During:

And after:

At the back of the house, the new castor beans are starting to get big. Finally some shade for the outdoor shower! The picture on the right is when they are about two months old. I never water them and they just keep growing.

The Flame Tree was also starting to interfere with our flagpole which blew down during the hurricane. Jim ordered another one and got to work.

People are starting to come back into the park from all over the country. Some people are being careful and social distancing but many aren’t. They have shoulder to shoulder happy hours and some indoor activities. We remain vigilant. I know people who have had the virus and they were very sick, even with a “moderate” case. And now they are learning that there can be long term effects like organ damage and decreased brain activity.

Just a few more days until the election. VOTE! Vote as if your life depends on it, because it might.

What a Difference a Year Makes!

Last year we arrived at our winter place in Texas on September 14. We knew we had garden cleanup ahead of us since the substitute gardener had gotten a little, let’s say, overzealous in the watering department and it was overgrown. With a little luck and alot of effort we got it back into shape.

We planned to stay the winter and booked a trip to Playa Sonrisa for March. We haven’t been back for several years so it was time! We also booked a month in Europe, biking and barging on the Danube. We were really looking forward to that.

One thing I love about traveling is all the different subject matter for photography. Needless to say, I was especially looking forward to Europe. And our beach vacation in Mexico. Both were cancelled, of course. Nobody wants Americans in their country. Who can blame them?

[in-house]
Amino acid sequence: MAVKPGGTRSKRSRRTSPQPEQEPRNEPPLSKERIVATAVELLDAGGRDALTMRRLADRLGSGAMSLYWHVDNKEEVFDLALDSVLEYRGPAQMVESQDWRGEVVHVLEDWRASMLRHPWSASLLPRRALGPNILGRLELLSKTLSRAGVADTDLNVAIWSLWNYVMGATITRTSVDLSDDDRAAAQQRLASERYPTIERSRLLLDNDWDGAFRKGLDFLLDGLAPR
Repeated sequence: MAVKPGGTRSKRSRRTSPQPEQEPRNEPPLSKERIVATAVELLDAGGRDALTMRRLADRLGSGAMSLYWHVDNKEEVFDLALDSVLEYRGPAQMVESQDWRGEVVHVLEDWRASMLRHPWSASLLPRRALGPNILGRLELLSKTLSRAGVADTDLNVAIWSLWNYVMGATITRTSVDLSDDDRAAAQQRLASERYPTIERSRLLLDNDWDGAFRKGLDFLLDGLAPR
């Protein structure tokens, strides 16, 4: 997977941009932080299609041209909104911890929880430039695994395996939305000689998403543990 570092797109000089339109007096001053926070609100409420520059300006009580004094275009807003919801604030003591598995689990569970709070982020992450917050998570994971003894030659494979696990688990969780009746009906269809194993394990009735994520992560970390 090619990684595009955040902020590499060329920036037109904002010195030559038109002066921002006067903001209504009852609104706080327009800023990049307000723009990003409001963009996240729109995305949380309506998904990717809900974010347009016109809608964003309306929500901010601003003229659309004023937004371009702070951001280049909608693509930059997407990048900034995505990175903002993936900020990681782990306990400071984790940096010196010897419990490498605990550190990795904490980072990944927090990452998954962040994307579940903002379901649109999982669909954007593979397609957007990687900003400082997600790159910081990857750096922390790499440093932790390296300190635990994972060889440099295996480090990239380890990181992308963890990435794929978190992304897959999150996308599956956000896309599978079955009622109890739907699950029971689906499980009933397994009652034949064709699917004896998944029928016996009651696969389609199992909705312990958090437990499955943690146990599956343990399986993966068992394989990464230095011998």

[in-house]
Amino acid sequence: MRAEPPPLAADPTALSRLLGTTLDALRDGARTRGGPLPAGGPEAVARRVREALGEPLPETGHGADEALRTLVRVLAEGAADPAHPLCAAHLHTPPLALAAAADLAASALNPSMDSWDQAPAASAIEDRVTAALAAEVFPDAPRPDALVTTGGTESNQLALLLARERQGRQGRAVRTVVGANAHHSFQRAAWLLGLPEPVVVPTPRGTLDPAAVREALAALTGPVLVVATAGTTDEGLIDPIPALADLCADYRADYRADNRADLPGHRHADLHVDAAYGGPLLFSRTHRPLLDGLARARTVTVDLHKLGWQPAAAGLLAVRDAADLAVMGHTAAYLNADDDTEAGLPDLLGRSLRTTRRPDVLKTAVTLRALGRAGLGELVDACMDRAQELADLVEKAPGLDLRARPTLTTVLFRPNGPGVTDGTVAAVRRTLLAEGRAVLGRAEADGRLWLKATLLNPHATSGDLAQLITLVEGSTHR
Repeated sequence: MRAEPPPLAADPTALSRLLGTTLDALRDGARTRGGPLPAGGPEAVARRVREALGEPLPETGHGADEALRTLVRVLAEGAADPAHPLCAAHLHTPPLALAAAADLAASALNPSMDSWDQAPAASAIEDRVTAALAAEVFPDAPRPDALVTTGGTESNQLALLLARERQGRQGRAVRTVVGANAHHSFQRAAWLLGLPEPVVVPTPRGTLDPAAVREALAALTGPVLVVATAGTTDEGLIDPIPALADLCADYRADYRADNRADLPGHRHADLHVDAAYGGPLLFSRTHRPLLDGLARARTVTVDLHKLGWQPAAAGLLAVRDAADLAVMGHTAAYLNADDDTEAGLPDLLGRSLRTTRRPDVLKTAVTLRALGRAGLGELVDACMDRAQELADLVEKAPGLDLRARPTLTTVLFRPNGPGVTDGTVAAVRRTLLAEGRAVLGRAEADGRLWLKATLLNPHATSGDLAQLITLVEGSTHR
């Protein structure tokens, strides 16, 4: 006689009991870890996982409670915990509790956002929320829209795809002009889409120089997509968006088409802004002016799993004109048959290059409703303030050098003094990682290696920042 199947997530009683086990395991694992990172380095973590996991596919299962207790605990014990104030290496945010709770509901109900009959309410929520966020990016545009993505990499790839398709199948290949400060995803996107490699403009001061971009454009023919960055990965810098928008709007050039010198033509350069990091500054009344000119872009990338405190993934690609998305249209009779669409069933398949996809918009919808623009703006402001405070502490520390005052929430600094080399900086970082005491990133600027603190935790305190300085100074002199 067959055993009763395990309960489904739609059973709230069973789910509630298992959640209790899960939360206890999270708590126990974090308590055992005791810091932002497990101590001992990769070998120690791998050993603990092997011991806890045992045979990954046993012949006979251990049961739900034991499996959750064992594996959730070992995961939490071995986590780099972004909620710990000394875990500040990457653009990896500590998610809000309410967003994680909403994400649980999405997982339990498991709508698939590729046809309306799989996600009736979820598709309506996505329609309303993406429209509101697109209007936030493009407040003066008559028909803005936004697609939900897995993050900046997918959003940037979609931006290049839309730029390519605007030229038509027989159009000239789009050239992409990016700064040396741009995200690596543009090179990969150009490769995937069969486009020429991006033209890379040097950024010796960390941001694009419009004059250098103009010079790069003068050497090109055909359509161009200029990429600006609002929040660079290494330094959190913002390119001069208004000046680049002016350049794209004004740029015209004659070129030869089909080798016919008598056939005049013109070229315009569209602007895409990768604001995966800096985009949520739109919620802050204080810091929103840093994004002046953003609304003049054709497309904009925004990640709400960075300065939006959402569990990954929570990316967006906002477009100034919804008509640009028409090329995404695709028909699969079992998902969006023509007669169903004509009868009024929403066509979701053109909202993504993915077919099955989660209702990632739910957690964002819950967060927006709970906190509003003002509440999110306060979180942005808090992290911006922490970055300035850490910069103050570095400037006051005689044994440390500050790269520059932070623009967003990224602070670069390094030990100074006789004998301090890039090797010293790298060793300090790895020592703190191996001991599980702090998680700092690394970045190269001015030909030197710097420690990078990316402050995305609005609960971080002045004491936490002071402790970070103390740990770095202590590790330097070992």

We have never spent the whole summer in Texas and with Texas’ high numbers of coronavirus cases and almost everything being closed, it was time to sit out traveling in the bus too. Since we started traveling six years ago, we have never stayed in one place for a full year. Now we have. And who knows what next year will be like.

Along with the virus, so far 2020 has brought us a hurricane and flooding, a chance to document the flood daily with iPad art. It rained six inches during the hurricane and the flooding wasn’t too bad in the park. Then a week later we got a sudden and freak rainstorm that dumped six inches of rain in an hour.

More iPad art around the garden.

We have considered taking the bus out a couple of times and so far decided against it. We have been quarantined for so long we hate to blow it. And the pandemic is not nearly over yet. We have a neon sign for our porch that we need to get from Denver since it can’t be shipped.

We are glad we bought our little house when we did! It’s nice to have the porch and a real kitchen, washer and dryer. The garden gives me something to do and is coming along after the flood. Jim has kept the trees trimmed with the polesaw. He practices yoga and ukulele every day and I am still swimming laps and starting to do some yoga again. More on that later. Maybe…

We have heard that life will not return to “normal” anytime soon and we haven’t even approached the second wave of the virus yet, we are still in the first wave with cases rising due to early re-opening.

We have plenty of food and booze. Life is good.

What Should We Have for Dinner Tonight?

The pandemic question of the day…

Having been in quarantine since early March this is the big question of the day. We have pretty much established our lockdown routine. We get up in the morning, read the paper with coffee and breakfast. I check Facebook, the Huffington Post, New York Times and we still subscribe to the Kansas City Star; I’m not sure why. Then we ask ourselves about dinner in case we have to get something out of the freezer or, God forbid, cook! We stock up about once a month on food and liquor and we are using a friend’s freezer here to store the overflow while they are gone for the summer. When we shop, it is a full day. Grocery, liquor store, Junior’s, the Mexican grocery store and maybe Lowe’s or the hardware store. We normally get carry-out on those shopping days and it’s usually Mexican. When dinner rolls around that day, we are happy we stopped for takeout.